September 7: Sailing on Lake Ray Hubbard
April 18-19: A Weekend in Seattle
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July 18-19, 1987
A Weekend in Washington, DC

 

Early in July I had to make a trip to Washington to do two classes for the Army. I thought that instead of coming home to Dallas, Grant might like to come to Washington to see the sights. I arranged for him to come up on Friday afternoon after my class was over, and he was able to stay until Tuesday.


We stayed at my usual hotel, the Ramada Hotel in Old Town Alexandria, right on the Potomac.

Alexandria is the Virginia city that lies just across the river from the District of Columbia, and it is the closest-in bedroom community for the city of Washington. Because of that, it is very upscale- and getting more so every time I come here.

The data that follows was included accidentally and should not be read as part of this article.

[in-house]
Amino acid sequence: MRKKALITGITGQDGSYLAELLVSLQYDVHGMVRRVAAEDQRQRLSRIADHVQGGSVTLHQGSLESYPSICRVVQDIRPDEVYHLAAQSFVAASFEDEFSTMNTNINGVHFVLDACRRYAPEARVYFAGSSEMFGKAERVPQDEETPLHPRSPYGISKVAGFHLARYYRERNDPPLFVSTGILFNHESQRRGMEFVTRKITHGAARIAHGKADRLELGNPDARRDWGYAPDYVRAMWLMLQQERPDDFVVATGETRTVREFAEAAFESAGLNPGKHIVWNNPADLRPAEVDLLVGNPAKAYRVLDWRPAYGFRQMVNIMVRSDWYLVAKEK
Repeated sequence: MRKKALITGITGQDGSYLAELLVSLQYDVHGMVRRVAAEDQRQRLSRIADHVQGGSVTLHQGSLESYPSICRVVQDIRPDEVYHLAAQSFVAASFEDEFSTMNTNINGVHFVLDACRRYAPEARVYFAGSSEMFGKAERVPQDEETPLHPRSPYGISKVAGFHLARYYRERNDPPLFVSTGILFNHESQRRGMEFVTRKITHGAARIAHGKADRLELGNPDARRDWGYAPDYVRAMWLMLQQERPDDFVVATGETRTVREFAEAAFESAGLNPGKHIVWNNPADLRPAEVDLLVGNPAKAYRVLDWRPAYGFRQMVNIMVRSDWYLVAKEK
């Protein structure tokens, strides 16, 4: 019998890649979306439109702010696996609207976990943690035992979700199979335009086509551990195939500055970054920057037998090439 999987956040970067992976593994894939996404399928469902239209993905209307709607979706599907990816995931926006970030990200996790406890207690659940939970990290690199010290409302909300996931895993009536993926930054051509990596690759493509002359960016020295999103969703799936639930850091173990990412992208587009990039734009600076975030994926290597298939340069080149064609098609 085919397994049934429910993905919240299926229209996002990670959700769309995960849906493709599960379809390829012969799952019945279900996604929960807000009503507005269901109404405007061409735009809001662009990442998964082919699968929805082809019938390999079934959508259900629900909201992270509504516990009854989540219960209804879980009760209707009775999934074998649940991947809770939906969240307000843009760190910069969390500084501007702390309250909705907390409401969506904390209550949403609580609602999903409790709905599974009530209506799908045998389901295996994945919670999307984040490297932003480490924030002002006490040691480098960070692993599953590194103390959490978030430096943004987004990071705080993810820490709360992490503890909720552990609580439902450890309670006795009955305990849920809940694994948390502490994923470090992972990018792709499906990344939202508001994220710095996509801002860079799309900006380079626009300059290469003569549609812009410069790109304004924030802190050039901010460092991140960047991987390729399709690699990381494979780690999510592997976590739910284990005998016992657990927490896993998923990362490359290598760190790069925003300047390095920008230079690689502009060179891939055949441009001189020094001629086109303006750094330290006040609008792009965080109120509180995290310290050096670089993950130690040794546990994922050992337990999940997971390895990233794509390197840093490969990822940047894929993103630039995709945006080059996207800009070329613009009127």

North of Alexandria are National Airport and the Pentagon; the city extends south along the Potomac to the bridge that carries I-495 across the river as it circles the District. Right in the center, close to the river, is "Old Town", which, as its name suggests, is the original part of Alexandria. The history of Alexandria, Virginia, began with the first European settlement in 1695. Over the next century, the town became a significant port. In 1801, much of Alexandria was swept into the new District of Columbia; it was damaged along with much of the rest of the capital during the War of 1812. In 1846, Alexandria was returned to Virginia, along with the rest of the District's territory on the western side of the Potomac River. After Virginia seceded in 1861, Alexandria was swiftly captured by Union forces and held for the remainder of the American Civil War. In the late 20th century, Alexandria became a key part of the rapidly growing Northern Virginia region.